IBM released open beta software Monday that enables x86 Linux applications to run on IBM’s System p servers.
The IBM System p Application Virtual Environment (System p AVE) is designed to allow some 2,800 Linux applications to run on the System p Unix platform without code modifications.
“System p customers have told me that technology that may have been ‘good enough’ for deploying one x86 server at a time is not ‘good enough’ when consolidating over 300 x86 servers spanning eight racks onto one rack of more powerful System p servers,” said Scott Handy, vice president, worldwide marketing and strategy, System p.
“These customers are choosing to trust System p products, and our Advanced Power Virtualization for those more mission critical points of consolidation, and p AVE will expand the possibilities of what x86 workloads they can consolidate onto System p platforms to derive greater savings,” he continued.
Unlike the majority of x86 servers, the System p series is based on a Power PC chip, Gary Chen, a senior analyst at Yankee Group, told LinuxInsider.
IBM’s beta software, based on QuickTransit software from Transitive, an application transportability startup, is able to interpret software written in one language for one chip into the language of a different chip and then store oft-used instructions for speedier execution.
“The problem was that if you had a program for Linux, most of the time it wouldn’t run on IBM’s p series because it was made to run on an IBM chip,” Chen explained. “With this new software, it will allow the p series to run Linux programs made for the p series and the vast majority of Linux programs compiled for Intel x86.
“It opens up this kind of system to more choices of software. It would be similar to if you were a Mac and had a small percentage of the market and all of a sudden could run every Windows program that was out there,” Chen continued.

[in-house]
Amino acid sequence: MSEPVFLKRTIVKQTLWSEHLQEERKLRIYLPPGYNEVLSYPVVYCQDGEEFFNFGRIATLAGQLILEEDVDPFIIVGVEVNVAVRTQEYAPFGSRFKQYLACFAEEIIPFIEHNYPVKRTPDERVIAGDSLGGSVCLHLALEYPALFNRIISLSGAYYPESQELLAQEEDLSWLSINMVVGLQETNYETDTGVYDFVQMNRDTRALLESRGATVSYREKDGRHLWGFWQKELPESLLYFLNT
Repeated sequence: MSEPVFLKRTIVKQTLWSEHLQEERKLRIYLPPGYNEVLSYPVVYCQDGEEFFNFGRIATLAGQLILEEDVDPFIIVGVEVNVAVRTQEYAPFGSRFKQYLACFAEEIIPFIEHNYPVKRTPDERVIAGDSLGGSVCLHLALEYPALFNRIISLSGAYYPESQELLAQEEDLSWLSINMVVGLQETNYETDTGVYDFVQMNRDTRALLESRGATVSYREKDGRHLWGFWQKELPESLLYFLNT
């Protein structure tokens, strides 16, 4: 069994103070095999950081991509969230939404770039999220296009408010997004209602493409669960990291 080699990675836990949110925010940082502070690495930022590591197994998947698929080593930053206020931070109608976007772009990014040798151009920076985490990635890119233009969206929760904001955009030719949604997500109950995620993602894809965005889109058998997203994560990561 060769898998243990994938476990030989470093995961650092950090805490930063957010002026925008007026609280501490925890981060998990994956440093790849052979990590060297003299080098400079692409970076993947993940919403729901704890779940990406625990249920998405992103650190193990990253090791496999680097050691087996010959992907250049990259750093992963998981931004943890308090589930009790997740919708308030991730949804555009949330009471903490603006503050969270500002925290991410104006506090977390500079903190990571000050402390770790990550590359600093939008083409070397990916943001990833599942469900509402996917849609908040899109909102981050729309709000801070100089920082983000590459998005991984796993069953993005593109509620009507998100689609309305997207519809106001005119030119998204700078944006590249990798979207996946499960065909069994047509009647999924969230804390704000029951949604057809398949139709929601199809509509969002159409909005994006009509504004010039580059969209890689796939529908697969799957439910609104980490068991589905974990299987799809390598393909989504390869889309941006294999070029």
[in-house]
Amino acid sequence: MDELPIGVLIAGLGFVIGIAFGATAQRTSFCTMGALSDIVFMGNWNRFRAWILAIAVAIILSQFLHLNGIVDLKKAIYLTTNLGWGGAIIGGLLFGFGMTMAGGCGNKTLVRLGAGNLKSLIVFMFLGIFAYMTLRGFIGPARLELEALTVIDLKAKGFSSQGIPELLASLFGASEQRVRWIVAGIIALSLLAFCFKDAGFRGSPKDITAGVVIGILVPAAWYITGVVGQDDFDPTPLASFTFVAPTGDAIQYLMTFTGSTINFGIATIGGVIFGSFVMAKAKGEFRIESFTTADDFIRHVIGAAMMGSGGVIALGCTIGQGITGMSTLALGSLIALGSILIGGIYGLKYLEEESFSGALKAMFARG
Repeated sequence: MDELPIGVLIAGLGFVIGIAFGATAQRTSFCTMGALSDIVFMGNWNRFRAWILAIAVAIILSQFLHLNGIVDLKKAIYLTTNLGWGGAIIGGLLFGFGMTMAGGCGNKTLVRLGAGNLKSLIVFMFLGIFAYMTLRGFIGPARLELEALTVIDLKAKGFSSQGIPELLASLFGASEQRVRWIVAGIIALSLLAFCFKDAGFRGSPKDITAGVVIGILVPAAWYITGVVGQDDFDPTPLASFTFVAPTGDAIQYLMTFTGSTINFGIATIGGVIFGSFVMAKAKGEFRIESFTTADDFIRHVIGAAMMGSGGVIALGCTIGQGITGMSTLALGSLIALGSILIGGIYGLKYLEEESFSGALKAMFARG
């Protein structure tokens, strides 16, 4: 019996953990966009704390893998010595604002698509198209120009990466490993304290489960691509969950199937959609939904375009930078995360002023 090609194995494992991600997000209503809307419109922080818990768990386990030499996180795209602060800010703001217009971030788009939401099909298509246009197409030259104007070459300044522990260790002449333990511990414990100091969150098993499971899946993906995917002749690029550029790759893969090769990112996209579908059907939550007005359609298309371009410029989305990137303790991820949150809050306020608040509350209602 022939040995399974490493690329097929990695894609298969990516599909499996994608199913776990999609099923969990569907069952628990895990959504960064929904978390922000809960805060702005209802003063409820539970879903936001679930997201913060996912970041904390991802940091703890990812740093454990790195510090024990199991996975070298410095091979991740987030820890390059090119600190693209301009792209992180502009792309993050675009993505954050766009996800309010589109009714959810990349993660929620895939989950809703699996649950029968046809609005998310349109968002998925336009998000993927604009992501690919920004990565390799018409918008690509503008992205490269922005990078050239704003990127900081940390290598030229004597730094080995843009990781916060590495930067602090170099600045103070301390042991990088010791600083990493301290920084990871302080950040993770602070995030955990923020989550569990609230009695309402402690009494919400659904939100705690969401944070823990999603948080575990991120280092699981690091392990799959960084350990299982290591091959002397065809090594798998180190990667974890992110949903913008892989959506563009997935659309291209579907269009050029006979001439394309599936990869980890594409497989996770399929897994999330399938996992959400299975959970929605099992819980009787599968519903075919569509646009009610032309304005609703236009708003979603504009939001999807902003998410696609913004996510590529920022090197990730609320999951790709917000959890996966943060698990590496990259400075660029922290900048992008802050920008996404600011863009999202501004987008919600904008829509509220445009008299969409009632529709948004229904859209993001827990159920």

Big Blue Deal
The development and beta release of this technology are very significant, Brad Day, a Forrester Research analyst, told LinuxInsider. IBM’s System p servers run AIX, Big Blue’s version of Unix, and i5/OS as well as Red Hat and Novell Linux software. Using virtualization technology, an IT department could run each of these operating systems (OSes) in separate partitions at the same time.
IBM’s new software is able to circumvent the Linux software’s binary break, which prevents binary files designed for one processor from working on a different processor
“While IBM’s ChipHopper provides the tools, translation technology, and sizable business proposition for software vendors to make a native port of their Linux/x86 applications to IBM Power — namely the half million System I, System p and Blades installed base, all Power-based — to sell their software on, System p AVE allows for moving those same Linux x86 binaries, without any programming or compiler organization,” Day explained.
“This would be a good first step to at least provide the ability to consolidate Linux/X6 binaries and workloads onto one very scalable Power-based franchise,” he continued. “If they want to move to the native port, and join the other 2,800 applications that have been natively ported to take full advantage of the steroids performance of Power-based machines, they can do that as well.”
AIX, Linux or Hybrid
The software, of which IBM expects to release a final version during the second half of 2007, will give System p customers something they have long wanted, according to Day — the ability to run one of three operating system environments.
The application gives IT departments a larger and wider choice for operating-system optimization; datacenters will have the potential to consolidate all Linux-led applications stacks on a single very scalable, multicore system architecture.
“Many System p customers want the ability to run one of three operating system environments: straight-up AIX applications, straight-up Linux applications, or a hybrid operating environment through AIX APV (Advanced Power Virtualization). Customers want the flexibility to run both Linux and AIX applications,” Day added.
Customers and vendors can now download the beta. IBM said it offers free support for a year to software companies and customers planning to deploy AVE to bring their Linux software to IBM Power servers.
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